‘Do you have kids?’

A great interview usually ends up feeling more like a good chat than a formal question and answer session, and sometimes these questions will creep into the conversation. They start talking about family, and you ask about their kids; it’s a natural progression. However, it’s important to remember where to draw the line.

You should never ask personal questions about age, sexual orientation, religion, culture, their marital status, or disabilities. Not only is it unprofessional but it could also open up a whole can of worms should they fail to land the job.

Discrimination of any kind is illegal, and if you talk too much about disabilities, religion, or other personal details in the interview, your candidate may assume that this was the reason they didn’t get the role.

For most of us, this is plain common sense, after all, we’re here to fill a role not to make friends. However, as we said earlier, there are occasions when a candidate will inadvertently bring up these subjects by themselves. There’s nothing wrong with that at all, but no matter how tempting it may be to stay on the topic, you need to steer the conversation back towards work. Get a free consultation where we can help you with your diversity recruitment  strategy. Contact us today to learn more.

 

‘You already know the answer’ questions

‘Did you ever lead a team before?’

interview questions to not ask

Asking a candidate where they went to school or what responsibilities they held in a previous role might seem like reasonable questions that can help you gain some background knowledge. The problem is that if you read their resume, then you should probably know the answers already.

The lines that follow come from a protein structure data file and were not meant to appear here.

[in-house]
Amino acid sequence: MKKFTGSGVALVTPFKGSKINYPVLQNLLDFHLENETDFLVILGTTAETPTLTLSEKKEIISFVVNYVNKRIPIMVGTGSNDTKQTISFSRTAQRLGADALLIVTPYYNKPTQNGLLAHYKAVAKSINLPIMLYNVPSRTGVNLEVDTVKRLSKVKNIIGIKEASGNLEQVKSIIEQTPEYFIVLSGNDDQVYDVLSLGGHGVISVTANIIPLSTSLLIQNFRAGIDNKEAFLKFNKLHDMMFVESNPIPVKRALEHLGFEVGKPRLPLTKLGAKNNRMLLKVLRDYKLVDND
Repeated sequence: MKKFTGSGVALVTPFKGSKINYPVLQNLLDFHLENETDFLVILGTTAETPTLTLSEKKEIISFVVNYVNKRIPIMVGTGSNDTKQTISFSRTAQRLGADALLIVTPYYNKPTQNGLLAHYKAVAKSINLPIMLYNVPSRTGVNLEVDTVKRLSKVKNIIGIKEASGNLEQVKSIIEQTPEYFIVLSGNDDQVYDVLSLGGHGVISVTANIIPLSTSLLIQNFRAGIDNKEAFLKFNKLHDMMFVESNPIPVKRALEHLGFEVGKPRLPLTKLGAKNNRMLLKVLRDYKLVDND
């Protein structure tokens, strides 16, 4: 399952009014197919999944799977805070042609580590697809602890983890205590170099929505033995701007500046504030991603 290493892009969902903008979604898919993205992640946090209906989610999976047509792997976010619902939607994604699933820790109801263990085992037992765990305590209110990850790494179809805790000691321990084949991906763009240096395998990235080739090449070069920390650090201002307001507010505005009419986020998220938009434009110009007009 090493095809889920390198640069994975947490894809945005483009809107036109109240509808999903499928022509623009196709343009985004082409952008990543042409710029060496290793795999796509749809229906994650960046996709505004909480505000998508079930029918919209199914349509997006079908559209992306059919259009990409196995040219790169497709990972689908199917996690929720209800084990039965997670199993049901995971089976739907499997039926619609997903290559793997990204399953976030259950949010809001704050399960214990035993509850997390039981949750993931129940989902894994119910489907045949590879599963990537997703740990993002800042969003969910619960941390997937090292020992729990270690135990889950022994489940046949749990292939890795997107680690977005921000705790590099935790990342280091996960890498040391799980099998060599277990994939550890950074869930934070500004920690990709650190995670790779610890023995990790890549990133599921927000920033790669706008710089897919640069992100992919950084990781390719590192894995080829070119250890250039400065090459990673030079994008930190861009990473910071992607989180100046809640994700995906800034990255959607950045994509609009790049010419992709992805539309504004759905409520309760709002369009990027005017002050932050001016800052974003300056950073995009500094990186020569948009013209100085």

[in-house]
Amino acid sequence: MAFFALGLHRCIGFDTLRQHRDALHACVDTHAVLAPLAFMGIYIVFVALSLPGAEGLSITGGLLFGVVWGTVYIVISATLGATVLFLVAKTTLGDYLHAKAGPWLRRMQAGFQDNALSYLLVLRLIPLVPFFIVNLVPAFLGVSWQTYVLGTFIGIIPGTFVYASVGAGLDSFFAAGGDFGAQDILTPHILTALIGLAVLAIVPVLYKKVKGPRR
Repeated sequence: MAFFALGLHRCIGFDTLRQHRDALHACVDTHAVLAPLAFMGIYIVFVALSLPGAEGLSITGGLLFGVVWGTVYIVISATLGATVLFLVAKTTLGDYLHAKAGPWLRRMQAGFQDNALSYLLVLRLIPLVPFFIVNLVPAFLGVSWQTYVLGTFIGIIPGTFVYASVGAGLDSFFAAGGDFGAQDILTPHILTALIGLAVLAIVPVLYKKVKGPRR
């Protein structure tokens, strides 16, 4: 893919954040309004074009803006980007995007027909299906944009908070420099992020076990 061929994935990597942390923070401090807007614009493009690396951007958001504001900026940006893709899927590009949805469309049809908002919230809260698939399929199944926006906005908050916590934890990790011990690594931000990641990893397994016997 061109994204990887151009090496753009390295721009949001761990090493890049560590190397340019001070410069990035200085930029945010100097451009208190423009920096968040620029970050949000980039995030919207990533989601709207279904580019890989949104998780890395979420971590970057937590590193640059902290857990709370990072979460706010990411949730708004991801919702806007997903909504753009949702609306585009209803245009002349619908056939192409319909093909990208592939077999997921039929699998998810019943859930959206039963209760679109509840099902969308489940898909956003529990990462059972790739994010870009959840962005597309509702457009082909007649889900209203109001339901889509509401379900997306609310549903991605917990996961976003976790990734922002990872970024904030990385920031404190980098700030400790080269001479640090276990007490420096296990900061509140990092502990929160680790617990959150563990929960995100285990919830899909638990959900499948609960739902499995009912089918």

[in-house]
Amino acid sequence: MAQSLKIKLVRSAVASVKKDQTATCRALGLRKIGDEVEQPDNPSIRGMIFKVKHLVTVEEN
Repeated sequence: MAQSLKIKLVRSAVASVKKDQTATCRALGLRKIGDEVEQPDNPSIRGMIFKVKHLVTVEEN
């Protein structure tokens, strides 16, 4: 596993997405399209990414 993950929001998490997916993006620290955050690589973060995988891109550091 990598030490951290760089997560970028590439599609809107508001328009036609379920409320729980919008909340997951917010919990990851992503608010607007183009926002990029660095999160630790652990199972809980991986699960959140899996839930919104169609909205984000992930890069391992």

Nothing smacks of unprofessionalism more than a recruiter or hiring manager that obviously hasn’t done their homework. It’s detrimental not only to the image of the interviewer but also that of the company.

Does the candidate really want to work for a company that doesn’t even care enough to read their resume? Probably not.

But that doesn’t mean that you can’t discuss these topics; far from it. All you need to do is be a little more specific with your questions.

A question like ‘I see you headed up a project in your last position, can you tell me a little more about it?’ shows that you took the time to read their resume and that you have a genuine interest in their answer.

 

We've told you what not to ask, but we also want to show you how to up your interview game and make sure you know who you hire.

Time to take a look at your interview process

Do you include these types of questions in your interview process or are you already trying a fresh approach? Either way, you can’t even get to the interview stage without qualified candidates, and we all know who can help you with that, right? Yes, it’s those workaholic sourcing consultants we have here at vsource HQ.

So if you’d like help sourcing qualified potential hires, our consultants would be thrilled to join your team. And don’t worry, just as our people fit right in with your team, so too does our software, integrating seamlessly with your ATS and CRM. So drop us a line now, and we’ll set one of our consultants to work on your candidate pipeline right away.